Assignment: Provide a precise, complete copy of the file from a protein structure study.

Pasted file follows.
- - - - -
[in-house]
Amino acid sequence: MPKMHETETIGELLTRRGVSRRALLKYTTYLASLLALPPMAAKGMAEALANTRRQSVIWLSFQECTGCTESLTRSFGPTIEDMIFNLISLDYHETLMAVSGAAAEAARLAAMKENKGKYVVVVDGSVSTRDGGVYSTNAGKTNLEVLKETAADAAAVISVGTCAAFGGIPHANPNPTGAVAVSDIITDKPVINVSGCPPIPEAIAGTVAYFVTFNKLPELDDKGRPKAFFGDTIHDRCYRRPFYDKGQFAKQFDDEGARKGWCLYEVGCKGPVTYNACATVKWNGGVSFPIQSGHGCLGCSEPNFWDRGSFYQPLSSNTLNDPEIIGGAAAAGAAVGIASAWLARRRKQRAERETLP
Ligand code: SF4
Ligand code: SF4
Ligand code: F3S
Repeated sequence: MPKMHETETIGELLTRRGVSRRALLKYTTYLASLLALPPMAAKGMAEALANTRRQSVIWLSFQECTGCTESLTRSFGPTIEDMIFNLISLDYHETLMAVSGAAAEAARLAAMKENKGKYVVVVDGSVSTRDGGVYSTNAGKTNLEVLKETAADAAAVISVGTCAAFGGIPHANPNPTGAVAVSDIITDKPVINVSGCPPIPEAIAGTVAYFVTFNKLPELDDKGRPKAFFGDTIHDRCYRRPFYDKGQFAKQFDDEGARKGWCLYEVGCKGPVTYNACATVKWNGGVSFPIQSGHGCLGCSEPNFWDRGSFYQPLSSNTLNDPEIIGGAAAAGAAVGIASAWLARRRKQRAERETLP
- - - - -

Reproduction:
[in-house]
Amino acid sequence: MPKMHETETIGELLTRRGVSRRALLKYTTYLASLLALPPMAAKGMAEALANTRRQSVIWLSFQECTGCTESLTRSFGPTIEDMIFNLISLDYHETLMAVSGAAAEAARLAAMKENKGKYVVVVDGSVSTRDGGVYSTNAGKTNLEVLKETAADAAAVISVGTCAAFGGIPHANPNPTGAVAVSDIITDKPVINVSGCPPIPEAIAGTVAYFVTFNKLPELDDKGRPKAFFGDTIHDRCYRRPFYDKGQFAKQFDDEGARKGWCLYEVGCKGPVTYNACATVKWNGGVSFPIQSGHGCLGCSEPNFWDRGSFYQPLSSNTLNDPEIIGGAAAAGAAVGIASAWLARRRKQRAERETLP
Ligand code: SF4
Ligand code: SF4
Ligand code: F3S
Repeated sequence: MPKMHETETIGELLTRRGVSRRALLKYTTYLASLLALPPMAAKGMAEALANTRRQSVIWLSFQECTGCTESLTRSFGPTIEDMIFNLISLDYHETLMAVSGAAAEAARLAAMKENKGKYVVVVDGSVSTRDGGVYSTNAGKTNLEVLKETAADAAAVISVGTCAAFGGIPHANPNPTGAVAVSDIITDKPVINVSGCPPIPEAIAGTVAYFVTFNKLPELDDKGRPKAFFGDTIHDRCYRRPFYDKGQFAKQFDDEGARKGWCLYEVGCKGPVTYNACATVKWNGGVSFPIQSGHGCLGCSEPNFWDRGSFYQPLSSNTLNDPEIIGGAAAAGAAVGIASAWLARRRKQRAERETLP